At the end of the school year, my students will complete their final project.
In it, each of them has to give a speech –
with no notes
while maintaining eye contact with the entire class.
We’ve done speeches in class before, and they’ve used notes, PowerPoint, and various other aids.
My goal has been to get them comfortable with speaking in front of people. This is the final step.
When I explain the proper way of giving speeches at the beginning of the year, I explain some common errors students make. There is a grade for eye contact: some students turn that into a staring contest with me, to make sure I see them making contact, thereby giving them a good grade.
The only thing it does is make me extremely uncomfortable.
I tell my students they will get a zero on that part of the grade if they do that – and then explain why it is pet peeve #1 with me.
In my second year of teaching, I had a first period U.S. History II class – Juniors.
For the most part, it was a great class. Every Friday a female student would greet me as she entered class, put her books down, and check the back of my hand for a stamp. Usually, she would find a faded stamp print from a club I visited the night before. She would reenter the class and triumphantly announce,
“READING DAY!”Generic Triumphant and apparently Clairvoyant Junior
She was usually right.
In that class, there was another student on the far side of the room, and as I taught class, she would stare at me.
For forty minutes.
It was extremely uncomfortable. I would try to make light of the situation, but nothing seemed to work.
About halfway through the year, I received a love letter from her.
I graded it.
She got a C-.
She was not amused.
Those stares which had made me uncomfortable before were turned up a notch, now full of rage.
For the last few months in class, I refused to face that side of the classroom. I always felt bad for the students whose last names began with the end of the alphabet, because I’m sure they had questions, and I never answered them.
In case you didn’t notice, I survived that year, and without harm, fortunately. The Raging student made it to her senior year.
The following year I taught down the hall, in a different classroom. The history department was on the third floor, and seniors didn’t take history classes. I was safe.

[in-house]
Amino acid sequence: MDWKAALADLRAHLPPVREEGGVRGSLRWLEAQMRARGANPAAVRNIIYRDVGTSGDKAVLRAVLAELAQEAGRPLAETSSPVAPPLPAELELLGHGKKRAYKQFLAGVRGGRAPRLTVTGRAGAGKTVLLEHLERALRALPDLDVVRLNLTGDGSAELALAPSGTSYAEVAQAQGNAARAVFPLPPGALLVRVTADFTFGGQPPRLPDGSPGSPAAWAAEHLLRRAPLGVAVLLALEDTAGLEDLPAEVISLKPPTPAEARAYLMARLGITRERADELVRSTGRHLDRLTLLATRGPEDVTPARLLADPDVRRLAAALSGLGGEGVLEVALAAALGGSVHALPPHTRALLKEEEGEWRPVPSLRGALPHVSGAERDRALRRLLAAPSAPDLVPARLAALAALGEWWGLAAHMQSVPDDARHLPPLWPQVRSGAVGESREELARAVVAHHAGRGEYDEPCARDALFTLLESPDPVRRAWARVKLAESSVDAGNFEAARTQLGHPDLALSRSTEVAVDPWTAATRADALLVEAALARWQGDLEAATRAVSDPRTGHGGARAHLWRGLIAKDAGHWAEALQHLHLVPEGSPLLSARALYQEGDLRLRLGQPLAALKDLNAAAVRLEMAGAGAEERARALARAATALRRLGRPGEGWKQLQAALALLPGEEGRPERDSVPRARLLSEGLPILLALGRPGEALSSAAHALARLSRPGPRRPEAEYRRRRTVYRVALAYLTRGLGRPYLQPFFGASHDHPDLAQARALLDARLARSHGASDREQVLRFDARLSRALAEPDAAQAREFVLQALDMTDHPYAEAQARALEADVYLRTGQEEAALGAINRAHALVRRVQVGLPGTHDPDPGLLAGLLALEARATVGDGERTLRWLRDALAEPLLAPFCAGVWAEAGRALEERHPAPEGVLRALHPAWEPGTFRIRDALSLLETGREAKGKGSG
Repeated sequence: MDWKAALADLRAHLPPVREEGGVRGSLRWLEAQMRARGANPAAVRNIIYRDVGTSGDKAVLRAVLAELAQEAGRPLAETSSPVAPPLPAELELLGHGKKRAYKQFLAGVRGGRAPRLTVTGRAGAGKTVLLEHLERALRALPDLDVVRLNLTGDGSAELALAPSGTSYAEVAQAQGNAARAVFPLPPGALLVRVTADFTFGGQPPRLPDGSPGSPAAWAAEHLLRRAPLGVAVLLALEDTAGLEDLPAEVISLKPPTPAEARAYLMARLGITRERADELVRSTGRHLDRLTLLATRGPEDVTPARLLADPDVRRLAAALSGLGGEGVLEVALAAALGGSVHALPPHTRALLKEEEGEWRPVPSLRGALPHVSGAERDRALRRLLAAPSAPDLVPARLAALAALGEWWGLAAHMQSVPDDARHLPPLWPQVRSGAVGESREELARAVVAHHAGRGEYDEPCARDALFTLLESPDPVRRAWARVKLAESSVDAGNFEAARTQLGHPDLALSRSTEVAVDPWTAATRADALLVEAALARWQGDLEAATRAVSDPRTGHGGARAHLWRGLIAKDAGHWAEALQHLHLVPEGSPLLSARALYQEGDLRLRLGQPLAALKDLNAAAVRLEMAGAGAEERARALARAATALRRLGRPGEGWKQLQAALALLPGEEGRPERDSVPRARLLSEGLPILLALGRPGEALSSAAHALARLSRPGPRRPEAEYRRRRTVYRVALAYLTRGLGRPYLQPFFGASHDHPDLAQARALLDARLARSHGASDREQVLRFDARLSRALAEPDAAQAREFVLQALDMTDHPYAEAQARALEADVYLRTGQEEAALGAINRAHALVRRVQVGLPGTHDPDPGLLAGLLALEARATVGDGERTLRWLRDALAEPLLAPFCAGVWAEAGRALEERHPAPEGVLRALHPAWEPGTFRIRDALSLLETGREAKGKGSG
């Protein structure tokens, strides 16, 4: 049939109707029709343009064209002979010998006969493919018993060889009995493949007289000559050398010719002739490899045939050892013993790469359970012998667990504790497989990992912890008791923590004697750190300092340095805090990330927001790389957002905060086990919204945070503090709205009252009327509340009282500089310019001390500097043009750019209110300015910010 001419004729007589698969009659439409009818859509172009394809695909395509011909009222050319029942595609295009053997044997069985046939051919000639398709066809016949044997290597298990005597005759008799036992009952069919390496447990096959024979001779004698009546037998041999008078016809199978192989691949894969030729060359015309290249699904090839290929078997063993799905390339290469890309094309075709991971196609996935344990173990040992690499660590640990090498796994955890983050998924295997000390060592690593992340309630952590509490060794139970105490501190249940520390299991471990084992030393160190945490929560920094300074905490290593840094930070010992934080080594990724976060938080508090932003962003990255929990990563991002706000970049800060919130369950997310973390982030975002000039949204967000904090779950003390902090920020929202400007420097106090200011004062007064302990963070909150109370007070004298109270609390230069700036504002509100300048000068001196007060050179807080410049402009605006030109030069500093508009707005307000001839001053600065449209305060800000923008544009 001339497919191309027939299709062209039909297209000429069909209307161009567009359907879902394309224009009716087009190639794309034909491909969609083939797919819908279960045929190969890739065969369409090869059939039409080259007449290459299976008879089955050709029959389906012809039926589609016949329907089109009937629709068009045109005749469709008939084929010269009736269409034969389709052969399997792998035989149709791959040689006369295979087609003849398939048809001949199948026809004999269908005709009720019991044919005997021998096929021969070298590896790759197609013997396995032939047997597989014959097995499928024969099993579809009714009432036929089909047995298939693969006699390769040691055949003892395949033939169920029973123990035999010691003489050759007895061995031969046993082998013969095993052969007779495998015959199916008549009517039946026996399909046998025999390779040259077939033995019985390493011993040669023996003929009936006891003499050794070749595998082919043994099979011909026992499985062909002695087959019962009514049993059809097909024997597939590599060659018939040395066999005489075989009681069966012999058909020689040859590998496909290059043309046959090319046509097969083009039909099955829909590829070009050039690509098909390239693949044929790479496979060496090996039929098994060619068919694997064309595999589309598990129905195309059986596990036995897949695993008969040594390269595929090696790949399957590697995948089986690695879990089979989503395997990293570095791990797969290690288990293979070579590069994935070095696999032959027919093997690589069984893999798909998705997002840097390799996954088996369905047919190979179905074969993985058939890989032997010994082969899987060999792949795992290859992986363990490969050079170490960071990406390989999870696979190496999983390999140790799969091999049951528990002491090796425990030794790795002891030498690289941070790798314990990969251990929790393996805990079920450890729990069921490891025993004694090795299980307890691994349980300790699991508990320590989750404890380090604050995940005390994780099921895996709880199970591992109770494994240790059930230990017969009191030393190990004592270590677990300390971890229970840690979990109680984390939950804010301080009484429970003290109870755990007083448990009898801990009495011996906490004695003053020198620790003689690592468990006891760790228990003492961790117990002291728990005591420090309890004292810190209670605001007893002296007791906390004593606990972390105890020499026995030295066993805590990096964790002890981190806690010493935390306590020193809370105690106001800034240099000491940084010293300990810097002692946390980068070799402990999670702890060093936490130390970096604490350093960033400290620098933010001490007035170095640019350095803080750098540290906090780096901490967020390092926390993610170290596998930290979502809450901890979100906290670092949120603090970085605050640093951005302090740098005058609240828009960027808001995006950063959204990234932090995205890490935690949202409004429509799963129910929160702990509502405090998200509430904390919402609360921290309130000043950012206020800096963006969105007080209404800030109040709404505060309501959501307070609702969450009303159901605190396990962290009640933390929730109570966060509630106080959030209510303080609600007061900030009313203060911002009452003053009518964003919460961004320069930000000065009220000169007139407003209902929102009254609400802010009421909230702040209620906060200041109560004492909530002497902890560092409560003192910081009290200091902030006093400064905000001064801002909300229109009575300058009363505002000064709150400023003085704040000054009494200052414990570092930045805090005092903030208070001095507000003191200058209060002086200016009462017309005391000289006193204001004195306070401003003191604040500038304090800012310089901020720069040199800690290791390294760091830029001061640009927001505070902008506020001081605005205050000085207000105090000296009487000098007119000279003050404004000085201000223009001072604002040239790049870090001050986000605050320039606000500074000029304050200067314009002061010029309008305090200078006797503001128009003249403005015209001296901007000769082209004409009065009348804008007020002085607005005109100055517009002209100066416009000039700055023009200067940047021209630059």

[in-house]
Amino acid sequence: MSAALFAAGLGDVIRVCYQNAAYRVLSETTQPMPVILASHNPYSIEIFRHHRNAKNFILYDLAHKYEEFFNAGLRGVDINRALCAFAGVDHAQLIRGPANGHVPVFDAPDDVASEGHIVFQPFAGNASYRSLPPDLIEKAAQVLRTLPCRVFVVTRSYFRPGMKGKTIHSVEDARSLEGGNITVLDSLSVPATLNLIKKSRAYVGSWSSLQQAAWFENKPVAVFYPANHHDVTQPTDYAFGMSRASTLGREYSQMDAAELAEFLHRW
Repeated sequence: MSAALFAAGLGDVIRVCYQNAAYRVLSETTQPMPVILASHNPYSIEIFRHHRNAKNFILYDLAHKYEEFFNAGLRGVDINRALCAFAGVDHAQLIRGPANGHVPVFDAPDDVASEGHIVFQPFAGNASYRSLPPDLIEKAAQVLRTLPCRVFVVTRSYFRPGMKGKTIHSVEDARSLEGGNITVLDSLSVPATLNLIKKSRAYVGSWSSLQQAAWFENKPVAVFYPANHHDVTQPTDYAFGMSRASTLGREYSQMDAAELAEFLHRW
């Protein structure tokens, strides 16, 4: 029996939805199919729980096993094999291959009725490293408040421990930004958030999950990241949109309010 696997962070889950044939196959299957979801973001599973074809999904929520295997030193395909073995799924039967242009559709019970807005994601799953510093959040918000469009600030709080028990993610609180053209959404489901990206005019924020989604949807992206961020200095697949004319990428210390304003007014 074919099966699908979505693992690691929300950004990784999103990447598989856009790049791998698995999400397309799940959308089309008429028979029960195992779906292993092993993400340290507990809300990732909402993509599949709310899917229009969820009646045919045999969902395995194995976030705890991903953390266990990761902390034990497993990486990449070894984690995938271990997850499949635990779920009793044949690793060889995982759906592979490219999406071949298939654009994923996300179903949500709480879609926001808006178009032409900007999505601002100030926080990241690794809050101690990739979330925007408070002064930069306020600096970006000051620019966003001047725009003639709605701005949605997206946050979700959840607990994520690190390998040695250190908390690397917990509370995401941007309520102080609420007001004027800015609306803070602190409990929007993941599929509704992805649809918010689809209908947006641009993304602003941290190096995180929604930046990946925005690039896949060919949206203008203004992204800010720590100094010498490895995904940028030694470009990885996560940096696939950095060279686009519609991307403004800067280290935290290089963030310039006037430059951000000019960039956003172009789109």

Or so I thought.
Throughout the year, on occasion I would look out my classroom, and she would be standing there…staring.
No words were ever said, but it sent chills down my spine.
In late May, about three weeks before the end of the year, I was grading assignments at the drafting table which sat in the front of class. There was a knock on the door – it was her.
I jumped up, said, “Hi”, and moved away from the door to the other side of the drafting table. It was large enough; I presumed I would be fine.
She walked over to the table and said, “I thought you might want to read this.”, and dropped a three page paper on the table. I gingerly accepted. There was a grade on the front page from her Creative Writing teacher:
“A- (Great imagination!)“
It was a story about a female student who had a crush on her teacher, a history teacher who taught in room 218 (I had taught in room 318). She made advances, and was rejected. In the story, she approached him after school one day…
And stabbed him.
My heart was thumping. Sweat poured off my brow onto the paper (as I remember!), and I looked at her smirking face.
I faked one way to the door, she cut that path off, and then I bolted the other way. The floor was deserted; it was late enough where most of the history teachers had left for the day.
At the other end of the floor, an older history teacher was still there. I rushed in, and asked if he knew this student. His response?
“Yeah…what’s going on with you two? Have you done something sexual with her?”
“SHE’S TRYING TO KILL ME!!!”
I showed him the paper. He suggested that I turn this over to the proper people. I ran downstairs, made copies, and gave one to her guidance counselor.
The next day, she was called into a meeting in guidance with a school psychiatrist, assistant principal, and guidance counselor. From what I understand, she was confronted about her actions, and she flipped out.
The last I ever saw of her was when the ambulance came to pick her up.
This happened in 1994, and about four years later I read that she was married and living in Tennessee. I think I’m safe.
But don’t ever, EVER stare at me…
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